Friday, May 04, 2007

Orientation into the schools.

My first experiences with these schools were very conflicting and confusing. In Pichilemu we don't have a coordinator and there is no one assigned from the Ministry of Education to help us. Our first week of orientation with the town and our schools, we were left to flop around in the cold, salty, treacherous sea of schedules and details, without any lessons as to how to swim or any possiblity of a rescue anytime soon. The second day in Pichilemu, we were handed off to different men from the provincial, who were taciturn, un-smiling and un-informative. The driver was plump with glasses and a lazy eye, while the other wore a black leather jacket and had squinty eyes. They took Kyle, Bethany and me out to Kyle's rural schools one by one so that he could meet his teachers and figure out some type of schedule. (This part will be an entirely different story so we won't go any further with the Kyle section, except to say, that the "schedule" didn't work out)

After a long day of riding in a small truck on bumpy roads behind two strange men, that never introduced themselves and obviously thought this was an unwanted chore, we were ready to jump off this welcome wagon head first. Still to this day, we remain unsure as to what their names are. Nothing of my schedule was settled and so we were off on another exciting journey with the two jolly men. Our shady guides took us first to Divino Maestro, where the principle speaks at the speed of light, to discuss my "horario." I was glad to go there first because my initial impression was that this school was friendlier. The motor mouth principle, on our first day, had been extremely excited to greet us and inform us that we were very welcome and that I would be very happy with them. He said they considered my presence a privilege. Bethany, our friend and the other volunteer in Pichilemu, was the mediator since she was the only one of our crew who spoke both languages. I had 25 hours of actual teaching time to divi up between the two schools, and 16 hours were assigned to Divino in that meeting. I sat in the cramped office, similing, nodding and listening as Bethany did all of the talking. The meeting with Divino was a piece of cake however, in comparison with Digna C. At our next stop DC, the principal was an unhappy camper when she discovered that 16 of my 25 hours had already been assigned to Divino M. Because I hadn't become fluent within 48 hours of being in Pichilemu, I sat looking from frowning face to frowning face, trying to figure out what was being said about me. They were allotted a measly nine hours, and they wanted more. They wanted me to either work more hours than my designated 25, or to work more extra-circular hours with them than Divino M. They also wanted Kyle to dedicate his extra time to their school. I understood why they were unhappy, but because we were dropped to the sharks without a life jacket, and left to figure out all of the nitty gritty details on our own in a foreign language without any help or protocol or official meeting between the schools, there was nothing to do except doggy paddle as best we could and hope survival was one of the options. The schedule at Digna Camilo was not decided that day, but later in the week. The schedule was ironic, because Digna C had decided that although Kyle was not assigned to them, he was to work 9 hours at their school anyways. Because Kyle's schedule was so confusing and he had no way of actually getting to his rural schools at the time, he didn't argue and dutifully followed the schedule.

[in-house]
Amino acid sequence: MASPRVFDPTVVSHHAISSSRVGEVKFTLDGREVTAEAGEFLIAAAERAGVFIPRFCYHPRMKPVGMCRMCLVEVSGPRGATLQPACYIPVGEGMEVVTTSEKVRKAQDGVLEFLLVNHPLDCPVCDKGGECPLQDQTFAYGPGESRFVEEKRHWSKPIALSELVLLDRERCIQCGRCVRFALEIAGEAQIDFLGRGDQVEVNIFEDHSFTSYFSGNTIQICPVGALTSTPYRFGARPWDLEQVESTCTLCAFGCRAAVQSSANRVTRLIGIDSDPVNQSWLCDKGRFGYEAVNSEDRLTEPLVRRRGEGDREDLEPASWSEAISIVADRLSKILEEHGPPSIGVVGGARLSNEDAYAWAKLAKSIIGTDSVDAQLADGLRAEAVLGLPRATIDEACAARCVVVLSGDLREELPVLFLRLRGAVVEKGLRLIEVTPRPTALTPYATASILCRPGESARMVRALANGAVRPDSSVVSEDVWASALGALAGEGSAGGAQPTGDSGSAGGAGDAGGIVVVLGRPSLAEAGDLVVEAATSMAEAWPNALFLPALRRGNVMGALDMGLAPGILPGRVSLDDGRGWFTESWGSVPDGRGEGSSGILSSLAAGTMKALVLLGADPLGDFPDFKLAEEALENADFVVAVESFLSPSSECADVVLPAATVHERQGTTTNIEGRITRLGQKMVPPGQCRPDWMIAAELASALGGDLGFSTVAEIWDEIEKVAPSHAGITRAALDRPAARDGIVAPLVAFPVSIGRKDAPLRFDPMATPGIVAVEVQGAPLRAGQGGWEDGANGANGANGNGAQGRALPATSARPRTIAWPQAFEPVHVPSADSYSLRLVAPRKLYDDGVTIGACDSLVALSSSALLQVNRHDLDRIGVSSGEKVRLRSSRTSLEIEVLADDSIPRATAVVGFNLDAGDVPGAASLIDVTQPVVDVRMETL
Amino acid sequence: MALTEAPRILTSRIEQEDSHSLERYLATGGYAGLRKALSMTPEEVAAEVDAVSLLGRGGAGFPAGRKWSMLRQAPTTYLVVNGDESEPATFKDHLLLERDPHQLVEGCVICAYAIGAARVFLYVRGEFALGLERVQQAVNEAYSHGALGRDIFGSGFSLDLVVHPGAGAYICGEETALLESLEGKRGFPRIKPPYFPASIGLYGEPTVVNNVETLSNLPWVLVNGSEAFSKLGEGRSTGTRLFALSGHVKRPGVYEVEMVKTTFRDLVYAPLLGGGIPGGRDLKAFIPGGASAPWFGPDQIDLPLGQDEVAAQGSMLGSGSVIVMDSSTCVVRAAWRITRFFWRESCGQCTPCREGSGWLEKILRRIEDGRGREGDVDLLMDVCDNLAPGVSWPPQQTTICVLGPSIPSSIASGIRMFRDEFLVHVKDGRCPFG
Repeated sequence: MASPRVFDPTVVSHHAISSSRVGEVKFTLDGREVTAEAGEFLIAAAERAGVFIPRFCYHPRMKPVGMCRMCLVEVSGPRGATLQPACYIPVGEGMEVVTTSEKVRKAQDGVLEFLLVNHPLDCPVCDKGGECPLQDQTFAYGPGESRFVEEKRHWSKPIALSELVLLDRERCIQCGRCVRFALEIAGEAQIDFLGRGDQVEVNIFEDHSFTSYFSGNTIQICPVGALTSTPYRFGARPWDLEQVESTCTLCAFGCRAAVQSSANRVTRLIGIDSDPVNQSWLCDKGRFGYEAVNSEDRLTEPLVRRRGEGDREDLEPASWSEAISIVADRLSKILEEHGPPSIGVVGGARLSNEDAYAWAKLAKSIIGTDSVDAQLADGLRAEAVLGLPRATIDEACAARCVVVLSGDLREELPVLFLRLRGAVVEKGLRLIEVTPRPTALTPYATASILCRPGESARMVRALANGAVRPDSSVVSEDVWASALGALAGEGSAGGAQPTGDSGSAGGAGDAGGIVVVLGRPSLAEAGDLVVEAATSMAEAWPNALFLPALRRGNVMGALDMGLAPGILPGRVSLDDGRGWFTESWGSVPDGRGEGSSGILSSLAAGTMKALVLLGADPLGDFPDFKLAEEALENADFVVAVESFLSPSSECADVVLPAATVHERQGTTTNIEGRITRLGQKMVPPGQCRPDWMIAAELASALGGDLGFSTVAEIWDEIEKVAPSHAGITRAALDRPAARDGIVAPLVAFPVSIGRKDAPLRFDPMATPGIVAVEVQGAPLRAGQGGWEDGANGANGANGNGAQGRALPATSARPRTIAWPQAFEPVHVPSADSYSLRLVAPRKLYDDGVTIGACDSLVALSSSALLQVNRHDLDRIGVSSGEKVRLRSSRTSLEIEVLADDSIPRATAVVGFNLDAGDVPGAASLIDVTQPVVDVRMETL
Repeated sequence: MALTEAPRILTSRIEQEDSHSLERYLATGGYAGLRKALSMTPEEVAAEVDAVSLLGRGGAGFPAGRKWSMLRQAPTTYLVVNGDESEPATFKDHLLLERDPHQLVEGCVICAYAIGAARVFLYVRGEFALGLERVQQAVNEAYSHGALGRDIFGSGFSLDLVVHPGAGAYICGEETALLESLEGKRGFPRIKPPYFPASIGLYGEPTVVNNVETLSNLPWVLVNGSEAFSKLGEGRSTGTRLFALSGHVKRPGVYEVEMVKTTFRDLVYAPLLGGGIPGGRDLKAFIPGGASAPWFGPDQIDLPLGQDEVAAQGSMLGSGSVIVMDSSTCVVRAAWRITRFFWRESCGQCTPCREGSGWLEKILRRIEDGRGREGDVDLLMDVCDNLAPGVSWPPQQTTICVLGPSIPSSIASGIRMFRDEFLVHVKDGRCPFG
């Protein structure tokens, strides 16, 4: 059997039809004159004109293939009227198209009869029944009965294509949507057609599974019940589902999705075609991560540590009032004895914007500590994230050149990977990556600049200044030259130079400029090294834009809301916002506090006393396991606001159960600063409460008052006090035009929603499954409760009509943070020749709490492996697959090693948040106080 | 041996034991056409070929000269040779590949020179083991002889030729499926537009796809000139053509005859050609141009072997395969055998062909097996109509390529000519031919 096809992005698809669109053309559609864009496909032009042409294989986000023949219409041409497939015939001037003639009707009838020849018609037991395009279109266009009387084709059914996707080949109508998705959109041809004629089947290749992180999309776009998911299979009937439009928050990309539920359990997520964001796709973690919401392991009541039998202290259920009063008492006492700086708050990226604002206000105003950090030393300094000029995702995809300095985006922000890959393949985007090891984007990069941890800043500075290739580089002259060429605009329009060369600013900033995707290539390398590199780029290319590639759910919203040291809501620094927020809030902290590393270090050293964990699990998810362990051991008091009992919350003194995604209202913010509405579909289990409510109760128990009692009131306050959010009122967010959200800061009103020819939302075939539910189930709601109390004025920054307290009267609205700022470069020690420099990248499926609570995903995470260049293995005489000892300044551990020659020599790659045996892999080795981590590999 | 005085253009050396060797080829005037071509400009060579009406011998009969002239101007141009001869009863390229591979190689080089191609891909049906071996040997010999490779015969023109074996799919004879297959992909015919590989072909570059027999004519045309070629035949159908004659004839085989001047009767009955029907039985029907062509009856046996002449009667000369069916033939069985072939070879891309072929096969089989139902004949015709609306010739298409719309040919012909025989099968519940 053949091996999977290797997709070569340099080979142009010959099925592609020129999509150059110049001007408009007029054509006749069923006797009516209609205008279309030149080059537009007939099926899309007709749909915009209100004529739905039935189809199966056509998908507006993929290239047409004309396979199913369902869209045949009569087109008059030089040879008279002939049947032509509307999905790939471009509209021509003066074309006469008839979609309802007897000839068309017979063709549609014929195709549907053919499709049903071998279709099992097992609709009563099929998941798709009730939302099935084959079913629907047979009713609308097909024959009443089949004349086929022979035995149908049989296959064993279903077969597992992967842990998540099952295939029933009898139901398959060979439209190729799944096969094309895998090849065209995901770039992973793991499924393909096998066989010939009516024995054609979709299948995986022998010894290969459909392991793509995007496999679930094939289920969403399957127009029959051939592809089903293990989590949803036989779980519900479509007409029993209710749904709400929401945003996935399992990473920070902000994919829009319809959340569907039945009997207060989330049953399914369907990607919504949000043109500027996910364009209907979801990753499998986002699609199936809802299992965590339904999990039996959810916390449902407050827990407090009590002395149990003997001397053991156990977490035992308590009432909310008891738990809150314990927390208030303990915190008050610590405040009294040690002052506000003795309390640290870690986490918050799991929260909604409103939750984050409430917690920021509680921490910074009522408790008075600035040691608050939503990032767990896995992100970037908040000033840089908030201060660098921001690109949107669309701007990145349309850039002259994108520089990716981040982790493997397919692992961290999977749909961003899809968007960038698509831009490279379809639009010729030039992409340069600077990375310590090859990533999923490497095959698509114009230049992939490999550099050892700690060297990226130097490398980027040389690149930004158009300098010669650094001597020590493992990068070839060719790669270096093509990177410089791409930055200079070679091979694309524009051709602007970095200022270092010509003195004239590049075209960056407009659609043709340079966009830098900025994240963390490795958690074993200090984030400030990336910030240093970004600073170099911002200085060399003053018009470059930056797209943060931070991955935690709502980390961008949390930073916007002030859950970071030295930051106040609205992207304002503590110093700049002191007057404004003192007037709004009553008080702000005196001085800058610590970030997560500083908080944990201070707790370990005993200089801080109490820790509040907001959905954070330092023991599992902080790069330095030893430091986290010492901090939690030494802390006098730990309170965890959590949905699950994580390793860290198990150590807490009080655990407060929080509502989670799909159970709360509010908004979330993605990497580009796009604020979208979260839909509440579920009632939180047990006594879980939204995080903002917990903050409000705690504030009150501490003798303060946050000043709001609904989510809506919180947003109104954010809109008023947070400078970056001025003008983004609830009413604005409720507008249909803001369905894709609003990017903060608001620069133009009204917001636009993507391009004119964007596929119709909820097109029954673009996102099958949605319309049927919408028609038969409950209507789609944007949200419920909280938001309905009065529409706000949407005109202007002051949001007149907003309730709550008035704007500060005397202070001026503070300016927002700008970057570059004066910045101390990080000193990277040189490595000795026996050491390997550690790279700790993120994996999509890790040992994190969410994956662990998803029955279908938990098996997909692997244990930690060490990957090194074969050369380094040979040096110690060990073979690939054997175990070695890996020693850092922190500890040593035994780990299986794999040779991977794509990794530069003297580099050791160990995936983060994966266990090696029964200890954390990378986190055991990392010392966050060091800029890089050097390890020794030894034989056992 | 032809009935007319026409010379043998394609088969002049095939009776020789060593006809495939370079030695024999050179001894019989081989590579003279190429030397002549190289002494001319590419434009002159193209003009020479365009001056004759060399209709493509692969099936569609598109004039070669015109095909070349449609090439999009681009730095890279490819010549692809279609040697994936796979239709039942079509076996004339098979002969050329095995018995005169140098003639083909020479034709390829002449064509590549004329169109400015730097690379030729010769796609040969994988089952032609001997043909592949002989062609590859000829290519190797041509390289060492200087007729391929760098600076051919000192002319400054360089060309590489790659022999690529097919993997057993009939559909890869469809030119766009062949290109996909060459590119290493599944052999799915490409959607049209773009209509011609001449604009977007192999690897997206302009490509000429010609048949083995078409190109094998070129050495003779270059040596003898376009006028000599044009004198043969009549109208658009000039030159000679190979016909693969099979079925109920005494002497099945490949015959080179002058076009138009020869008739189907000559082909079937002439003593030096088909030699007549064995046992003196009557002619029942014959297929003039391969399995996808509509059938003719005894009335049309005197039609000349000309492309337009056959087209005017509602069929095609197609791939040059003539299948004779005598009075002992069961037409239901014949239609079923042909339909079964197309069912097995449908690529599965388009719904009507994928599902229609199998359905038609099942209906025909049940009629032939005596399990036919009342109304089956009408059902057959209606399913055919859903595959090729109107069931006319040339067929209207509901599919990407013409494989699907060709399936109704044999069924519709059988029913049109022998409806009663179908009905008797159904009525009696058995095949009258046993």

After this rather painful meeting which felt like having all of my teeth removed without anesthetic, the easy part was to begin; the teaching! Har har har! Luckily, there was a protocol as to when to start teaching and it wasn't until after two weeks of observation of the real English teacher. DC redeemed itself with the welcome ceremony they threw for Kyle and I. A construction paper sign was hung on the wall outside stating, "Welcome At Our School." A speech by the principle, and the English teacher was made about how much we were appreciated. The national dance, which I have now seen at least 6 times at different functions, was performed. A Spanish and English color song with balloons was sung, the national anthem as well and little Chilean flags were presented to us gringos. Also a birthday song for "yours truly" (since the next day was my birthday), and a little question and answer session for me by two little girls. It was a lovely welcome ceremony and I loved every minute of it. They wanted to share with us how appreciative they were to have us volunteering at our school, and they succeeded. After the welcome ceremony with the whole school, the teachers held a separate wine and empanada celebration afterwards, with more of the "cueca" dance and more singing of Chile songs. A nice, but strange woman sitting next to us, who was missing several teeth continually chatted with Kyle and me as if we understood every word. She didn't seem to mind that our reactions only consisted of smiling, laughing and nodding, she continued to tell her life story to the new guests of DC. If this was my introduction to the schools, I had no idea what to expect for the "real life" part.

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